Products suited to this guided test*
  • Multimeter Probes

  • Back-pinning Probe Set

  • Flexible Back-pinning Probe

  • Large Dolphin/Gator Clips

  • *At Pico we are always looking to improve our products. The tools used in this guided test may have been superseded and the products above are our latest versions used to diagnose the fault documented in this case study.

Manifold absolute pressure sensor (turbo diesel)

The purpose of this test is to investigate the operation of an analog type Manifold Absolute Pressure (MAP) sensor on a turbo diesel engine during idle, free revving and overrun conditions. 

How to perform the test

View connection guidance notes.

  1. Use manufacturer’s data to identify the MAP sensor signal circuit.
  2. Connect PicoScope Channel A to the MAP sensor signal circuit.
  3. Minimize the help page. You will see that PicoScope has displayed an example waveform and is preset to capture your waveform.
  4. Run the engine and allow to idle.
  5. Start the scope to see live data.
  6. Depress the accelerator pedal fully until the engine approaches peak RPM, then release the pedal.
  7. With your waveform on screen stop the scope.
  8. Turn off the engine.
  9. Use the Waveform Buffer, Zoom and Measurements tools to examine your waveform.

Example waveform

Waveform notes

This known good waveform has the following characteristics:

  • With the engine running at idle the waveform shows a stable output around 2.4 V.
  • After the accelerator pedal is depressed (around 1.5 s) the voltage increases as engine speed increases.
  • At 2.5 s the voltage peaks around 4.1 V, at peak engine speed.
  • There is a gradual voltage decrease over 2.5 s as the engine overruns and returns towards the original 2.4 V idle condition.

Waveform Library

Go to the drop-down menu bar at the lower left corner of the Waveform Library window and select Manifold Absolute Pressure MAP sensor (analogue).

Further guidance

MAP sensors respond to the air pressure within the intake manifold and allow the Engine Control Module (ECM) to estimate two important parameters:

  • Atmospheric pressure at key on.
  • Engine load.

The sensor can be mounted on the manifold housing or remotely, with pipework connecting the sensing element to the manifold volume.

The sensing element is usually a piezoelectric strain gauge having a voltage output proportional to the manifold air pressure. They require three electrical circuit connections:

  • A reference (supply) voltage.
  • An earth.
  • A voltage output signal to the ECM.

MAP sensors measure absolute pressures. i.e. they are zero referenced against a perfect vacuum. The ECM will use known MAP sensor calibration values to convert the sensor signal voltage to an estimate of absolute pressure. At sea level, atmospheric pressure averages about 1013 mbar or 101.3 kPa. Therefore, when the ignition is on and the engine is off, the sensor output will be a positive, non-zero, voltage, which the ECM will interpret as a pressure around 1013 mbar or 101.3 kPa (dependent on the exact atmospheric conditions at the time).

On turbocharged engines, manufacturers use sensors capable of measuring pressure both above and below atmospheric pressures. Therefore, they can provide a measure of the boost (extra air mass) provided by the turbocharger.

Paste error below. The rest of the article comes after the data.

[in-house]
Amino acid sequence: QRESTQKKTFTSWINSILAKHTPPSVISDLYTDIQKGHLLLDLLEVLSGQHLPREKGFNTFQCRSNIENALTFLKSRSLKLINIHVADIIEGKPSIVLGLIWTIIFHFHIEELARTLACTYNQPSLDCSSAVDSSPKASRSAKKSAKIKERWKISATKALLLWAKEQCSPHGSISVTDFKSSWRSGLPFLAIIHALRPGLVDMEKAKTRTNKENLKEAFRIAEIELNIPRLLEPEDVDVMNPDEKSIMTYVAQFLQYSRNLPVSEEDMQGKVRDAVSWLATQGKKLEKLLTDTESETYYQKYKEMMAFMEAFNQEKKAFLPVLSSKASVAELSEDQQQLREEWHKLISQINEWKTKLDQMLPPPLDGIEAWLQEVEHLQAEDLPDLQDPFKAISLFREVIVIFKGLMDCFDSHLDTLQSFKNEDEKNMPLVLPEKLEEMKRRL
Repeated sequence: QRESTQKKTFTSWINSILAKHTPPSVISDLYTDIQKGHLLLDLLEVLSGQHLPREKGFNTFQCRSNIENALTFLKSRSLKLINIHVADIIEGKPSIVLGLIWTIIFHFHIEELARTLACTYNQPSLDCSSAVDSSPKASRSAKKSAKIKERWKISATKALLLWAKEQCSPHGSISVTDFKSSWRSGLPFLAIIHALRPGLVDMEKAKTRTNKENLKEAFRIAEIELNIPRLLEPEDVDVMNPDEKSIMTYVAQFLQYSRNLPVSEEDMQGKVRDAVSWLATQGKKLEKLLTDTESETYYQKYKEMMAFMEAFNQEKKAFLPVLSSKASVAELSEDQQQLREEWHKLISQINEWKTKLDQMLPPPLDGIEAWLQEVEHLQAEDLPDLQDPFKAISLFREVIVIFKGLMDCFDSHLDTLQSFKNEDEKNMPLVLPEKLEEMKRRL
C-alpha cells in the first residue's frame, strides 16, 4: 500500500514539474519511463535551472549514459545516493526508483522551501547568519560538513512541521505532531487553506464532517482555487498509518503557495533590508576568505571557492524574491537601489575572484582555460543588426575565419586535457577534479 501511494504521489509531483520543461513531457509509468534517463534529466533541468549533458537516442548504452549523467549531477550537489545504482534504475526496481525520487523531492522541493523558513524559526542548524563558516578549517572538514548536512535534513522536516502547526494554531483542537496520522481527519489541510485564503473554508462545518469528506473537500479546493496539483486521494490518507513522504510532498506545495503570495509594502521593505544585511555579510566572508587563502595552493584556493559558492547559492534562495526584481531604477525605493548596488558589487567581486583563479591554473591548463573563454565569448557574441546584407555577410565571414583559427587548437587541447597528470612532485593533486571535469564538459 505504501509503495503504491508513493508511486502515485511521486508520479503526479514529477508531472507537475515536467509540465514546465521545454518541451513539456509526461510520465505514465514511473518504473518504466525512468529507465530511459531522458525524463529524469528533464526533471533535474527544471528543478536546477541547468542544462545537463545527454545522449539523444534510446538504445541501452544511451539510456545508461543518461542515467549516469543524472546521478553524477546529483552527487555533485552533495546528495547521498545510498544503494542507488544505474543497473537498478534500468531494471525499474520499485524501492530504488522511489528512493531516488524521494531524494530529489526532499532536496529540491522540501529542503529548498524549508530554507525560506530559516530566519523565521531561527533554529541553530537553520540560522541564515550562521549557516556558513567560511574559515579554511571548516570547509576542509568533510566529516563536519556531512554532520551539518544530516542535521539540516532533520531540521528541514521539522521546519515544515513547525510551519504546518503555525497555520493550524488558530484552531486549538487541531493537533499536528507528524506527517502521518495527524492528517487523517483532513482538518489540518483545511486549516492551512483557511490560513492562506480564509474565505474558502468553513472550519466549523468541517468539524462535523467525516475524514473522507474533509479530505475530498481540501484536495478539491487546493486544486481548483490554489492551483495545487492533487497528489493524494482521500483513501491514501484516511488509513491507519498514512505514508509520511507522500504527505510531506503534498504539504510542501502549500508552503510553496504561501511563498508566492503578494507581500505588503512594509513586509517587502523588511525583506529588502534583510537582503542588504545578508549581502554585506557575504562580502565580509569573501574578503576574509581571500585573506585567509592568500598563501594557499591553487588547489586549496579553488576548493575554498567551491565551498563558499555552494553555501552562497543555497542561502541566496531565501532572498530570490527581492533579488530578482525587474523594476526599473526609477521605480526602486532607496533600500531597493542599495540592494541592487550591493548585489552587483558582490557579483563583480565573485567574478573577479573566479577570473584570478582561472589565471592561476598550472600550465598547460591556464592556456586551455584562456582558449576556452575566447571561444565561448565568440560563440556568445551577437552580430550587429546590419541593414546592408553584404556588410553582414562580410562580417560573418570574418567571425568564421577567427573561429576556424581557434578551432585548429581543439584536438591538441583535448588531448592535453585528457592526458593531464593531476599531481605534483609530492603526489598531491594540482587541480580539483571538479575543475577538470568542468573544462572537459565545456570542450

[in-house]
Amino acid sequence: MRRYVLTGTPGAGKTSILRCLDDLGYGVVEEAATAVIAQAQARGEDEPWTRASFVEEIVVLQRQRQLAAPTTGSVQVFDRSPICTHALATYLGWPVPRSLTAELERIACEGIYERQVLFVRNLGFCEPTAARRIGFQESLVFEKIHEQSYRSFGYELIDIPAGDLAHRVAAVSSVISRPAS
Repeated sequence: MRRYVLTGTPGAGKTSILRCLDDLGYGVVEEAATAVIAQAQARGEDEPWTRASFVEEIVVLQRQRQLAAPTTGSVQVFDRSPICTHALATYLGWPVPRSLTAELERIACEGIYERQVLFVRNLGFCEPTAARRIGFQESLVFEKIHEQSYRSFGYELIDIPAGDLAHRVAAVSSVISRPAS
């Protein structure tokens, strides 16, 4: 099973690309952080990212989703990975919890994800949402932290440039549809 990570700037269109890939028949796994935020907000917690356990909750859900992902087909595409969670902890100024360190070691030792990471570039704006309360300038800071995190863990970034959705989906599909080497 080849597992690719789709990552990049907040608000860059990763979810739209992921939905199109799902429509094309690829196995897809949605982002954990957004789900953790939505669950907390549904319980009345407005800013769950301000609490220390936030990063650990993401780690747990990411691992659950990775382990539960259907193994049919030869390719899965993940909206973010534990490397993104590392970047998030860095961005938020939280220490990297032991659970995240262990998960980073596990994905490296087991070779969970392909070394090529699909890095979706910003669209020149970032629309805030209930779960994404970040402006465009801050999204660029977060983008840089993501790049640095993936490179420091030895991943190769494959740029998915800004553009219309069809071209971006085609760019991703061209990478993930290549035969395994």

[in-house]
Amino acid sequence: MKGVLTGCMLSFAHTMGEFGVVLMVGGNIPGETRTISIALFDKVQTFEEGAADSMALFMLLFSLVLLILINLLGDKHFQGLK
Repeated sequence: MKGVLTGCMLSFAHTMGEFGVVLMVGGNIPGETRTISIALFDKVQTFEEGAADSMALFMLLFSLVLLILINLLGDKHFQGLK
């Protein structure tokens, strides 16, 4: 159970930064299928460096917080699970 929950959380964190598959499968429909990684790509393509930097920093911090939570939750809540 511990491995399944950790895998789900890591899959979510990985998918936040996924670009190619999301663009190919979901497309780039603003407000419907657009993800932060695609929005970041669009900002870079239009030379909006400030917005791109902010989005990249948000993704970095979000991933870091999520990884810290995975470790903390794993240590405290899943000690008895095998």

Generally, MAP sensors fall into three pressure measurement categories, ranging from atmospheric, up to:

  1. around 1.5 bar (usually used on normally aspirated engines)
  2. around 2.5 bar boost
  3. around 3.5 bar boost

Modern diesel engine turbochargers can produce around 2.7 bar boost. In this scenario, having the wrong type of sensor in the engine will send false data to the ECM, which can cause erratic/poor performance and possible engine damage.

Symptoms of a faulty MAP sensor:

  • Malfunction Indicator Lamp (MIL) illumination.
  • Diagnostic Trouble Codes (DTCs).
  • Erratic or rough idle.
  • Delay in acceleration.
  • Excessive fuel consumption and emissions (sensor reads too high, engine over fuels).
  • Lack of power (sensor reads too low, insufficient fuel - engine may run hot increasing N0x emissions).

Possible failures that can cause erroneous MAP sensor signals are:

  • Electrical circuit issues, such as a short, open or high resistance.
  • Internal wear or damage within the sensor unit (from heat, vibration or pollutants).
  • Blocked sensor inlet from excessive pollutants/deposits within the intake manifold.
  • Engine intake or exhaust blockages or leaks.
  • Other engine mechanical issues affecting the engine intake or exhaust.

Diagnostic trouble codes

Selection of component-related Diagnostic Trouble Codes (DTCs):









View more


This help topic is subject to changes without notification. The information within is carefully checked and considered to be correct. This information is an example of our investigations and findings and is not a definitive procedure. Pico Technology accepts no responsibility for inaccuracies. Each vehicle may be different and require unique test settings.

Help us improve our tests

We know that our PicoScope users are clever and creative and we’d love to receive your ideas for improvement on this test. Click the Add comment button to leave your feedback.

Add comment

Your email address will not be published. Required fields are marked *

Guided test: Manifold absolute pressure sensor voltage (turbo diesel)